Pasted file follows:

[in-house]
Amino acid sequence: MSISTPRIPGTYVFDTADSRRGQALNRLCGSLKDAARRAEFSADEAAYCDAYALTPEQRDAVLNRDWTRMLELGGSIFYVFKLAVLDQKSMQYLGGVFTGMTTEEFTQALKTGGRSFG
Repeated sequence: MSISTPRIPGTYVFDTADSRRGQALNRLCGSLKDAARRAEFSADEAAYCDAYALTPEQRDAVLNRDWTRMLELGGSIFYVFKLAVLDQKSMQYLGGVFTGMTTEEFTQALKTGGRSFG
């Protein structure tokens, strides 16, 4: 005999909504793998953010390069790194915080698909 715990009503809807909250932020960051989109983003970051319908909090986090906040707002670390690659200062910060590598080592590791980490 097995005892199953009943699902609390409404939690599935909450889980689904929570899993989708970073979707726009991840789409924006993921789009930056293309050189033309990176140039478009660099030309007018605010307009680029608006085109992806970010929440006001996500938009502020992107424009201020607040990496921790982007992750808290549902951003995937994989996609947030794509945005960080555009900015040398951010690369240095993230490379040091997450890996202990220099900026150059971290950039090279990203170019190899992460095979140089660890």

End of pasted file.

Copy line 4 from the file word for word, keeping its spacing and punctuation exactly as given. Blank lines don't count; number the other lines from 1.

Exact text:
């Protein structure tokens, strides 16, 4: 005999909504793998953010390069790194915080698909 715990009503809807909250932020960051989109983003970051319908909090986090906040707002670390690659200062910060590598080592590791980490 097995005892199953009943699902609390409404939690599935909450889980689904929570899993989708970073979707726009991840789409924006993921789009930056293309050189033309990176140039478009660099030309007018605010307009680029608006085109992806970010929440006001996500938009502020992107424009201020607040990496921790982007992750808290549902951003995937994989996609947030794509945005960080555009900015040398951010690369240095993230490379040091997450890996202990220099900026150059971290950039090279990203170019190899992460095979140089660890």